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Eddy Current Testing

Basic Principles
History of ET
Present State of ET

The Physics
Properties of Electricity
Current Flow & Ohm's Law
Induction & Inductance
Self Inductance
Mutual Inductance
Circuits & Phase
Depth & Current Density
Phase Lag

Eddy Current Instruments
Resonant Circuits
Impedance Plane
Display - Analog Meter

Probes (Coils)
Probes - Mode of Operation
Probes - Configuration
Probes - Shielding
Coil Design
Impedance Matching

Procedures Issues
Reference Standards
Signal Filtering

Surface Breaking Cracks
SBC using Sliding Probes
Tube Inspection
Heat Treat Verification
Thickness of Thin Mat'ls
Thickness of Coatings

Advanced Techniques
Multi-Frequency Tech.
Swept Frequency Tech.
Pulsed ET Tech.
Background Pulsed ET

Remote Field Tech.


Formulae& Tables
EC Standards & Methods
EC Material Properties

Reference Standards

In eddy current testing, the use of reference standards in setting up the equipment is particularly important since signals are affected by many different variables and slight changes in equipment setup can drastically alter the appearance of a signal. As with most other NDT methods, the most useful information is obtained when comparing the results from an unknown object to results from a similar object with well characterized features and defects. In almost all cases, eddy current inspection procedures require the equipment to be configured using reference standards.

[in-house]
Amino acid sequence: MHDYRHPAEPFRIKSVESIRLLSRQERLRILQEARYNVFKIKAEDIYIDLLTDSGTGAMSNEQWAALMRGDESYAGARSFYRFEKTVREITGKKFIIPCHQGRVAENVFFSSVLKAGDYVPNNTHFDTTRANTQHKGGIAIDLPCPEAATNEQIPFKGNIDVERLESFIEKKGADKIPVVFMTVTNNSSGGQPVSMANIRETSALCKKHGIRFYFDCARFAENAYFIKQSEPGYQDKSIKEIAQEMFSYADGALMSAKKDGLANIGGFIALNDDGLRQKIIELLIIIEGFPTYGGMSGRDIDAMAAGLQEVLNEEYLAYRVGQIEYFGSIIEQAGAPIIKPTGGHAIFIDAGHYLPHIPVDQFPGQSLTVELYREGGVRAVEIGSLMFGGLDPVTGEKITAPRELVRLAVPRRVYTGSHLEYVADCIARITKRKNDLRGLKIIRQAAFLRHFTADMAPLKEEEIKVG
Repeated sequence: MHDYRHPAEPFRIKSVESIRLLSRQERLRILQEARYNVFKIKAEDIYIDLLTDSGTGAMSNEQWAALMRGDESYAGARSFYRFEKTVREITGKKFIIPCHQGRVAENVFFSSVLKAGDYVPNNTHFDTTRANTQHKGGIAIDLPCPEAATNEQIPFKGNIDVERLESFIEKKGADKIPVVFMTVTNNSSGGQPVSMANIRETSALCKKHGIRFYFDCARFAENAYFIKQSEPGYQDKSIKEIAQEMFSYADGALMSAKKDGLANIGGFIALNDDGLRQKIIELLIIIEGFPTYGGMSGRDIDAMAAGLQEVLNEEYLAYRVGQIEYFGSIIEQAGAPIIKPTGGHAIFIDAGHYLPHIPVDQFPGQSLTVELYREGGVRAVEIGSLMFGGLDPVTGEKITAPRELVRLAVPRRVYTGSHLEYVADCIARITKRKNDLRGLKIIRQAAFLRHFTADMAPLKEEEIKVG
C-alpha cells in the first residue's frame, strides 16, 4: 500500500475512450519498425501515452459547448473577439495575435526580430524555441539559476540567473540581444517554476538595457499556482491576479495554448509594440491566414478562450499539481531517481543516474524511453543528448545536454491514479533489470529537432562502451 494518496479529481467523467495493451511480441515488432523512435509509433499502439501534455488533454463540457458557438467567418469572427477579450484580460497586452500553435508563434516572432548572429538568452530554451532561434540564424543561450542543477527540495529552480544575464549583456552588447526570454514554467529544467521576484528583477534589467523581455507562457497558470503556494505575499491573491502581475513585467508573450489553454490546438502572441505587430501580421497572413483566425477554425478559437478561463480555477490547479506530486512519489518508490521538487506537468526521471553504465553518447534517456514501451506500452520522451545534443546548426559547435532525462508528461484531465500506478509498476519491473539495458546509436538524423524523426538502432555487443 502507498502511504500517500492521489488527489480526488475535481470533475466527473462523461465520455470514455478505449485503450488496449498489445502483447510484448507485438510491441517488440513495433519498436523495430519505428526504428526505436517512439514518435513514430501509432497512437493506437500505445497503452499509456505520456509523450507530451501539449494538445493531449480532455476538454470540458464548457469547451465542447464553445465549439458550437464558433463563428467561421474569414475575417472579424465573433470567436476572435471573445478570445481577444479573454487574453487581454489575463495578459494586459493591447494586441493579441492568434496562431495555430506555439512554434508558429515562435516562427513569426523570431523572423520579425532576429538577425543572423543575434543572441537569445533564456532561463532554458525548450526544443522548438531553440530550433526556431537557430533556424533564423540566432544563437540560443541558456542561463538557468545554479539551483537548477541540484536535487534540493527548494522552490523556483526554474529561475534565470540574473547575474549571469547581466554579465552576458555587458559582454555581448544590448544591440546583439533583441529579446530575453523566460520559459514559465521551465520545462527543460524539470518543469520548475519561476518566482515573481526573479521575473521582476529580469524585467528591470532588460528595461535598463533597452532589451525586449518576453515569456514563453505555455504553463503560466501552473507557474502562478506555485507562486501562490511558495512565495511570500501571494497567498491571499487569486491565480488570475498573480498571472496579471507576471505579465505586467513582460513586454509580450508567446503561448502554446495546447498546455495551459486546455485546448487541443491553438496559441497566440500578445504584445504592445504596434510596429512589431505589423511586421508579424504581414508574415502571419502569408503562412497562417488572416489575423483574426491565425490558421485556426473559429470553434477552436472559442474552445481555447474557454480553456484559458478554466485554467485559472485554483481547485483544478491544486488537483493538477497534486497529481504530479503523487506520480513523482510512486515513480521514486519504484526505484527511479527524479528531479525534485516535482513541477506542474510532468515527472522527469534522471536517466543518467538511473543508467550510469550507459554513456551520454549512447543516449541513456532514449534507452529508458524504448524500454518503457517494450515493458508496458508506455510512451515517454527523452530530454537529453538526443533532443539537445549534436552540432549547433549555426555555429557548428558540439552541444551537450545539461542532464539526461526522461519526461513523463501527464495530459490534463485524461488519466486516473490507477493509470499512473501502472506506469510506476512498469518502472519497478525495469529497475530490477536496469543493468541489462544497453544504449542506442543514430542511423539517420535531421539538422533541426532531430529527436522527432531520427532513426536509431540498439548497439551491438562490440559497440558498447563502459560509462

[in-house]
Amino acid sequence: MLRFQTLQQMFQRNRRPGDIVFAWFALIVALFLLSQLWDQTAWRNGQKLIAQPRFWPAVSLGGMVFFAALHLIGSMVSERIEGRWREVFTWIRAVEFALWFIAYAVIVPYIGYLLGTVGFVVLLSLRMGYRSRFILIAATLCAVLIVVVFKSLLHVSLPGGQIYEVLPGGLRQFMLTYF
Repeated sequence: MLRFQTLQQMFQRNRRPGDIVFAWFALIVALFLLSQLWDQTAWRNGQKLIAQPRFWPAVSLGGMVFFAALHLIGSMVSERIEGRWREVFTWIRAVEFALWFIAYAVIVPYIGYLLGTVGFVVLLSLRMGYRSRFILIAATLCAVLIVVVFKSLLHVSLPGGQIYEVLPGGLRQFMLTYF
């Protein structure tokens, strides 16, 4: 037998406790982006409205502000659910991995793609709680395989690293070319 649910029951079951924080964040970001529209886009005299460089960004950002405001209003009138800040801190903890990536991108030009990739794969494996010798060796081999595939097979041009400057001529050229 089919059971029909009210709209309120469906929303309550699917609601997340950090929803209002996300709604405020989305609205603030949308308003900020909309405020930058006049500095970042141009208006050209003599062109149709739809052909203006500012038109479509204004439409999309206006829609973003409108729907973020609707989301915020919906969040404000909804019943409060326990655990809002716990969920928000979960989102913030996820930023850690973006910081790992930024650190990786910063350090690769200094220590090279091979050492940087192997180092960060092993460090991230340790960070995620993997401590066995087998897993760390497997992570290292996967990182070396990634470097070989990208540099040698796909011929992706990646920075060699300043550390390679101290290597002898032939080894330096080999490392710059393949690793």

For crack detection, corrosion thinning and other material damage, reference standards are used to setup the equipment to produce a recognizable signal or set of signals from a defect or set of defects. In many cases, the appearance of a test signal can be related to the appearance of a signal from a known defect on the reference standard to estimate the size of a defect in the test component. Signals that vary significantly from the responses produced by the reference standard must be further investigated to the determine the source of the signal.

The reference standard should be of the same material as the test article. If this is not possible or practical, it should be of material that has the same electrical conductivity and magnetic permeability. Component features (material thickness, geometry, etc.) should be the same in the reference standard as those in the test region of interest. If the reference standard is the type with intentional defects, these defects should be as representative of actual defects in the test component as possible. The closer the reference standard is to the actual test component, the better. However, since cracks and corrosion damage are often difficult and costly to produce, artificial defects are commonly used. Narrow notches produced with electron discharge machining (EDM) and saw cuts are commonly used to represent cracks, and drilled holes are often used to simulate corrosion pitting.

Common eddy current reference standards include:

  • Conductivity standards.
  • Flat plate discontinuity standards.
  • Flat plate metal thinning standards (step or tapered wedges).
  • Tube discontinuity standards.
  • Tube metal thinning standards.
  • Hole (with and without fastener) discontinuity standards.